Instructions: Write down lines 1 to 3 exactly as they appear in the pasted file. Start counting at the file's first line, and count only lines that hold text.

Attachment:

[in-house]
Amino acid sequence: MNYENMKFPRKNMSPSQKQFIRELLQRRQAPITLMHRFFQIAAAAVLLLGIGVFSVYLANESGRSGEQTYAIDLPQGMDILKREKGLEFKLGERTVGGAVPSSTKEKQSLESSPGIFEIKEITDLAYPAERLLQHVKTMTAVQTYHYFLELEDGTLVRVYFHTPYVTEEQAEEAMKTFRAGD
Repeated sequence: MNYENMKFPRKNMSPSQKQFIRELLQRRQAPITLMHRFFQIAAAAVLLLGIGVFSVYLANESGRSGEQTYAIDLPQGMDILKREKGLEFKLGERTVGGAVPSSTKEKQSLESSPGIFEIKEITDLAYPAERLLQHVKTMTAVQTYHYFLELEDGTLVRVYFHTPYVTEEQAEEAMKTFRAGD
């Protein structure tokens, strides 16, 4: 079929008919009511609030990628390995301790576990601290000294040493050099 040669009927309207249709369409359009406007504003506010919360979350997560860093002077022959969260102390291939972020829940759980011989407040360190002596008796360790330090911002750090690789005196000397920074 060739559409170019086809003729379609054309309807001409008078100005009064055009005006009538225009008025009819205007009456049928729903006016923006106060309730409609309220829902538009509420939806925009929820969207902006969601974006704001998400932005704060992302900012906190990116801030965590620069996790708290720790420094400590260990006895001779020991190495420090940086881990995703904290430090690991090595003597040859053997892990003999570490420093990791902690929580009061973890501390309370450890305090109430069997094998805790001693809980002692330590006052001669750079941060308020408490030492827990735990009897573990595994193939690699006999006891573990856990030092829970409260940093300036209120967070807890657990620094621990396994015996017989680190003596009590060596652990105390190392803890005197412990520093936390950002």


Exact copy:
[in-house]
Amino acid sequence: MNYENMKFPRKNMSPSQKQFIRELLQRRQAPITLMHRFFQIAAAAVLLLGIGVFSVYLANESGRSGEQTYAIDLPQGMDILKREKGLEFKLGERTVGGAVPSSTKEKQSLESSPGIFEIKEITDLAYPAERLLQHVKTMTAVQTYHYFLELEDGTLVRVYFHTPYVTEEQAEEAMKTFRAGD
Repeated sequence: MNYENMKFPRKNMSPSQKQFIRELLQRRQAPITLMHRFFQIAAAAVLLLGIGVFSVYLANESGRSGEQTYAIDLPQGMDILKREKGLEFKLGERTVGGAVPSSTKEKQSLESSPGIFEIKEITDLAYPAERLLQHVKTMTAVQTYHYFLELEDGTLVRVYFHTPYVTEEQAEEAMKTFRAGD